On 25 Feb 2021, at 17:15, Jonathan Slenders <firstname.lastname@example.org> wrote:It does make sense to have a barrier synchronization primitive for asyncio.The idea is to make a coroutine block until at least X coroutines are waiting to enter the barrier.This is very useful, if certain actions need to be synchronized.
Recently, I had to implement a barier myself for our use case. See code below:It is simple to implement, but I too would like to have one for asyncio, in order to be consistent with the concurrency primitives we have for threading.Jonathanclass Barier:
Make a coroutine block until there are at least X waiters.
Similar to the threading Barier objects but for asyncio:
def __init__(self, parties: int) -> None:
self.parties = parties
self._event = asyncio.Event()
def add_one(self) -> None:
self._waiting += 1
if self._waiting == self.parties:
async def wait(self, worker: "Worker") -> None:
Wait until all we have at least `parties` waiters.
await self._event.wait()Le jeu. 25 févr. 2021 à 16:42, Barry Scott <email@example.com> a écrit :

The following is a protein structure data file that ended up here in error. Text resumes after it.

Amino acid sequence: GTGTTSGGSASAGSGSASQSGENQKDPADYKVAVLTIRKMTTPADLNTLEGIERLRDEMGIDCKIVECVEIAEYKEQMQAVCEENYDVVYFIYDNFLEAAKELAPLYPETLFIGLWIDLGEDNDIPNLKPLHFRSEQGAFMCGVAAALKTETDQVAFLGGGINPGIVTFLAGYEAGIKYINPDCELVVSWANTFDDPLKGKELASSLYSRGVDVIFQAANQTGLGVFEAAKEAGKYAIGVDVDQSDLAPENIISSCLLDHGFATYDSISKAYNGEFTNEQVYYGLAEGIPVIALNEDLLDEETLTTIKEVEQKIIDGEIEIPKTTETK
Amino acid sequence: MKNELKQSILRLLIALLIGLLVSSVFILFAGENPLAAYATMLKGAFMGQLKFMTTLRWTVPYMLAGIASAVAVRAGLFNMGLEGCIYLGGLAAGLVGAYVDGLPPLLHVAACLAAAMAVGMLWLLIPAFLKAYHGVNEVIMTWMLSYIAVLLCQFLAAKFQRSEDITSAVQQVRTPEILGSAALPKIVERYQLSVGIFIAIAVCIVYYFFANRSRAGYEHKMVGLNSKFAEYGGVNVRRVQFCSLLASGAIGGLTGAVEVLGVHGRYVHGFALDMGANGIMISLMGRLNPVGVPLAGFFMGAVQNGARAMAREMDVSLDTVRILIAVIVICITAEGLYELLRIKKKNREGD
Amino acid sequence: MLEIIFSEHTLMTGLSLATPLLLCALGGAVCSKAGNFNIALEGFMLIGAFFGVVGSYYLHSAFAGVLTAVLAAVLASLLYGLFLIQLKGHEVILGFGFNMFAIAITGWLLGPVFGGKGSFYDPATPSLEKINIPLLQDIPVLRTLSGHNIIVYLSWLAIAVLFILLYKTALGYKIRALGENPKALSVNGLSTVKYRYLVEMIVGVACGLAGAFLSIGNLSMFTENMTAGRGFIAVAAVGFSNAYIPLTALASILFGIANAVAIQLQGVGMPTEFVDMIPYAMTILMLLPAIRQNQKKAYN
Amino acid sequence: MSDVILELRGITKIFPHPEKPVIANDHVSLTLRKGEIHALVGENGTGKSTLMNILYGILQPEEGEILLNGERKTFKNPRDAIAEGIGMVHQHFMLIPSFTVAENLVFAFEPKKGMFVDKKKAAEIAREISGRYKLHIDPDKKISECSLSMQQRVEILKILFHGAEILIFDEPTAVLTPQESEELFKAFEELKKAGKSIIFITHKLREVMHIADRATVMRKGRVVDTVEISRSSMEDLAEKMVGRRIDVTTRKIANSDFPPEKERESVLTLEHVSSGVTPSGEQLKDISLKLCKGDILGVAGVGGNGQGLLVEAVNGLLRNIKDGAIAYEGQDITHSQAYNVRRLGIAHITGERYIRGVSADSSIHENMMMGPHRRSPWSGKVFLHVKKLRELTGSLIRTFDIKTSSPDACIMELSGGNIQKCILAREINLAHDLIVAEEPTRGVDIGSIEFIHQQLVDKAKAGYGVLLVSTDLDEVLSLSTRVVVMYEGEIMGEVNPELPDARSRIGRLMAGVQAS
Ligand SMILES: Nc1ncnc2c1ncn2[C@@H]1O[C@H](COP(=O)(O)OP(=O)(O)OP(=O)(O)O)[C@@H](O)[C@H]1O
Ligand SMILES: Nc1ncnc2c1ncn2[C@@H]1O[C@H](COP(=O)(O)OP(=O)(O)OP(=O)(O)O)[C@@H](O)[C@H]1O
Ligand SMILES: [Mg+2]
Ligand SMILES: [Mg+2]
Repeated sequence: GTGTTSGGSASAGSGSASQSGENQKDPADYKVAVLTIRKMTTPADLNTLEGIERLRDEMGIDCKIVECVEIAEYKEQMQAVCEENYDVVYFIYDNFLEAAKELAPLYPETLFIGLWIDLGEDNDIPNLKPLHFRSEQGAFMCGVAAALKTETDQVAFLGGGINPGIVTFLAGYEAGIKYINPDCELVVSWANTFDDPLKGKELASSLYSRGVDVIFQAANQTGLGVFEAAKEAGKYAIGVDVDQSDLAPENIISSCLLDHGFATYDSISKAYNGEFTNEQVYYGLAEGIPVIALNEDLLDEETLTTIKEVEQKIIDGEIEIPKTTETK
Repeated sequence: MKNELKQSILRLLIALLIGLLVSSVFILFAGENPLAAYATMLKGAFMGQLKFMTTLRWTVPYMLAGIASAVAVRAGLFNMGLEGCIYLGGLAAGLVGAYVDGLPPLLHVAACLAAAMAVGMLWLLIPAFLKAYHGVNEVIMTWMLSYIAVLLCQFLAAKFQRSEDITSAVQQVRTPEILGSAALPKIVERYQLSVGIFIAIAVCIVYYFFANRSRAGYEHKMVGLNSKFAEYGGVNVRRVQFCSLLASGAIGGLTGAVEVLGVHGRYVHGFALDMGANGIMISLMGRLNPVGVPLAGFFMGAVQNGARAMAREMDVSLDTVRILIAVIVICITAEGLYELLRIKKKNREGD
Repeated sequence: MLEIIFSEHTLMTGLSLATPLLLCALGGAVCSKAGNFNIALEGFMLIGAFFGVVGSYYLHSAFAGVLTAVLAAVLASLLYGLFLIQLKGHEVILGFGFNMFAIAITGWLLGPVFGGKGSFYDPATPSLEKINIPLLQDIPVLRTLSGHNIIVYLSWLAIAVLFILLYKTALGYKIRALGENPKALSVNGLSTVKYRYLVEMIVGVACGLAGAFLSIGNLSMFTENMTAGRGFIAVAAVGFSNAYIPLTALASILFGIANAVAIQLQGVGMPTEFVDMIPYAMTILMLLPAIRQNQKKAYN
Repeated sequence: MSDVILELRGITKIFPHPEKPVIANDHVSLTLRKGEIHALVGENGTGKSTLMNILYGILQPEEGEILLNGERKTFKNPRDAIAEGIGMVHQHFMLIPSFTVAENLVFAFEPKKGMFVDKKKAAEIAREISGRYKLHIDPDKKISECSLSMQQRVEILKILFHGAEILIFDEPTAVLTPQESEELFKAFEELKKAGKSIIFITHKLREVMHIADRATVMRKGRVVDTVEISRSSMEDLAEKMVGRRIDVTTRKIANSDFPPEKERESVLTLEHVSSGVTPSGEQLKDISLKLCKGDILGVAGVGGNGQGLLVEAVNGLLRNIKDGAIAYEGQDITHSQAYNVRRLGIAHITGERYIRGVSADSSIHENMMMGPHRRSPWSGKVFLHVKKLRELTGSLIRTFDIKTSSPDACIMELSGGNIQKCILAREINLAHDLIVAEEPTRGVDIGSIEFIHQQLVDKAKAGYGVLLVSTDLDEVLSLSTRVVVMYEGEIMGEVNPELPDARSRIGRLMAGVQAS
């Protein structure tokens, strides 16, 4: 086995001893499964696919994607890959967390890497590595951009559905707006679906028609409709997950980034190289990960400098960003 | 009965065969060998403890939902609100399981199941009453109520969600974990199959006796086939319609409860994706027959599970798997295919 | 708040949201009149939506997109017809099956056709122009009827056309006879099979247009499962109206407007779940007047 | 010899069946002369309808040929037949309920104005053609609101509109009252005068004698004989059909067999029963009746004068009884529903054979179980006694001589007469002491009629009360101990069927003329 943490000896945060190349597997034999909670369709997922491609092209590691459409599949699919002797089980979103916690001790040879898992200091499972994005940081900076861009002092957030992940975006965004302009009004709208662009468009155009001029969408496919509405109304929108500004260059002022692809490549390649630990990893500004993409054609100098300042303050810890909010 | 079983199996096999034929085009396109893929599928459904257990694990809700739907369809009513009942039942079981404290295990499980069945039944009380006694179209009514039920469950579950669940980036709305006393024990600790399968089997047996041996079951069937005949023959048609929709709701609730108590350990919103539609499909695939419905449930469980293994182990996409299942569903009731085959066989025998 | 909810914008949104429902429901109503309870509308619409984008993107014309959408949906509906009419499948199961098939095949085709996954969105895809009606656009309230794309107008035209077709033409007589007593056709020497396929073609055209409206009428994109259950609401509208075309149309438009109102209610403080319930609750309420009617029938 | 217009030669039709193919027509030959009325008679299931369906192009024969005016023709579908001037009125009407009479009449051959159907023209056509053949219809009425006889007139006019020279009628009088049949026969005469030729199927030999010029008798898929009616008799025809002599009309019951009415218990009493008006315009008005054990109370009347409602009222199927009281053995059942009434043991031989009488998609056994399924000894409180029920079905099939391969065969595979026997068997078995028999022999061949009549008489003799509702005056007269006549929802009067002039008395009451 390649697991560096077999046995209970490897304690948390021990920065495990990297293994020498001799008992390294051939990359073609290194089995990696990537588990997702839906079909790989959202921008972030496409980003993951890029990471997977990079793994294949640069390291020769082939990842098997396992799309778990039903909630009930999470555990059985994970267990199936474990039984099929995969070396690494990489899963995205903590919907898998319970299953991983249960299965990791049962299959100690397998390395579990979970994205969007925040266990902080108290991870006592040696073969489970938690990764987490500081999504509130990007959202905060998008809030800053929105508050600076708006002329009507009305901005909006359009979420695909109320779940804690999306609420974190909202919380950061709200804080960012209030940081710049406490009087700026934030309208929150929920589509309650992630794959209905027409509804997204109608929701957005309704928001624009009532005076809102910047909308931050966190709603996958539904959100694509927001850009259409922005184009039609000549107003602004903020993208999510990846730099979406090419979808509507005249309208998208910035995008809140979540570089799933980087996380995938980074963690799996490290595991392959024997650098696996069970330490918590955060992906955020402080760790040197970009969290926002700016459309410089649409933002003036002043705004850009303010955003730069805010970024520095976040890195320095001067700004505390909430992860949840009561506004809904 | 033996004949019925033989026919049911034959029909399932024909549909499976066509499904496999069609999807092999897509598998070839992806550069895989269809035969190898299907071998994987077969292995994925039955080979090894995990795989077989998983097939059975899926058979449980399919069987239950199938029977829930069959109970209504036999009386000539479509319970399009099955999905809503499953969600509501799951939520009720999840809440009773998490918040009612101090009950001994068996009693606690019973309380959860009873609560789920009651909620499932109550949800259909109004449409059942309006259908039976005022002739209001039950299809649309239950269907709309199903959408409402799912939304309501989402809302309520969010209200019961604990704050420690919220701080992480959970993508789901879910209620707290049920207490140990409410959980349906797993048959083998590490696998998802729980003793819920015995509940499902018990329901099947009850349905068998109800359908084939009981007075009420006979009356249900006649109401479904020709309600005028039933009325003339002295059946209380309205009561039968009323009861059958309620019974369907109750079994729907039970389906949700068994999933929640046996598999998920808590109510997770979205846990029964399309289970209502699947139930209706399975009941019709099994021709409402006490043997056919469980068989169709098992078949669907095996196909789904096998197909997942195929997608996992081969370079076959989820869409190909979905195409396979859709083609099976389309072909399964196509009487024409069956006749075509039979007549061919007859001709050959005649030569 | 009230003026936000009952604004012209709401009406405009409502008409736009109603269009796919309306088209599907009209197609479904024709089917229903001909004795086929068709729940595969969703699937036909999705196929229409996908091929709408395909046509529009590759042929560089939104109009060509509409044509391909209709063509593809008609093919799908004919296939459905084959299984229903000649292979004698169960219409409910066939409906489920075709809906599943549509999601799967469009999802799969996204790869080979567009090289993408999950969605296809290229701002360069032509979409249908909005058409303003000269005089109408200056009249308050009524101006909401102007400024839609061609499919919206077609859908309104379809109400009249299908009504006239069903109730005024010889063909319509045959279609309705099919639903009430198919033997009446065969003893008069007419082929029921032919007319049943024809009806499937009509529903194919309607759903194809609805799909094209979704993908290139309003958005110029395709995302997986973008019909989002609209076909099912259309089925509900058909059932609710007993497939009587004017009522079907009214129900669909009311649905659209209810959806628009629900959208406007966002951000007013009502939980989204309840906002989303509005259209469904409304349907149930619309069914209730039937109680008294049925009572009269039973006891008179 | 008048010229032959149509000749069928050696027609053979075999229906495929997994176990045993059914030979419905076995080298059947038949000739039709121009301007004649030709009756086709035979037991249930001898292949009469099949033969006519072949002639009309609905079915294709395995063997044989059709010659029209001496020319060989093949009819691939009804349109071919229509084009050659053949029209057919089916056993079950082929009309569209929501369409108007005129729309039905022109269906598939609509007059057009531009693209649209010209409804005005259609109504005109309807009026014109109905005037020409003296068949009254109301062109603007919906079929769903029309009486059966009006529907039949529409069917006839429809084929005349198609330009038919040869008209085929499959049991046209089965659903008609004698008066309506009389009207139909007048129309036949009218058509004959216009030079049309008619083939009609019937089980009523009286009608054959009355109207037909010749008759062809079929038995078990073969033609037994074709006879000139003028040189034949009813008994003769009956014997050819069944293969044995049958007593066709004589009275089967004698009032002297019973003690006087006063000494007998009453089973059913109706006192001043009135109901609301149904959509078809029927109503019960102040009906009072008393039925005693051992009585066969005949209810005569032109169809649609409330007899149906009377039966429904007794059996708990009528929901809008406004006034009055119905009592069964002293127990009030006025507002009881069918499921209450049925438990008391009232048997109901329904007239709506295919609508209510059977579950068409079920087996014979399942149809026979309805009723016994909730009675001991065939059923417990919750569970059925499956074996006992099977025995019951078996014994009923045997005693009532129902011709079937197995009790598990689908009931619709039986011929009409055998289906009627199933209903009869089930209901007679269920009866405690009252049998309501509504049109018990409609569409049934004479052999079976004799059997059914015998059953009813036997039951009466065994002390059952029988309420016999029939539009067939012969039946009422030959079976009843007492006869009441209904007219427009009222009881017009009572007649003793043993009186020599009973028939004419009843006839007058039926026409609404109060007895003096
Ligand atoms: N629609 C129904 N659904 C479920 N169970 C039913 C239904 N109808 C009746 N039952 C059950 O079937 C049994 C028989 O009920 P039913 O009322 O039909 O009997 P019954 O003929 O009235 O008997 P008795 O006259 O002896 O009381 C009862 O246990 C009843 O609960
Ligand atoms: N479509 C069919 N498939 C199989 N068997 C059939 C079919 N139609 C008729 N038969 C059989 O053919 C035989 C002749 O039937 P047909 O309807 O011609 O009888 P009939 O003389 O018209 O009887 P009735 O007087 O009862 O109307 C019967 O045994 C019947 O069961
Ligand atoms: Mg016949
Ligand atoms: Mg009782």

> On 25 Feb 2021, at 13:14, Yves Duprat <firstname.lastname@example.org> wrote:
> Hi,the list,
> I'm wondering why Barrier object does not exist in the synchronization primitives of the asyncio lib while it is present in threading and multiprocessing libs ?
> This may not be the right place to ask this question, but I never found an answer on the web.
> Thanks for your help.
I'm assuming that the barrier you are speaking of is the mechanism that is used to
synchronise threads/processes running in parallel to prevent data races.
With async code that is never an issue. Each function runs to completion uninterrupted.
There are no data races. Each time a async function runs it can know that the state of
the objects it uses will not be changed while it is running.
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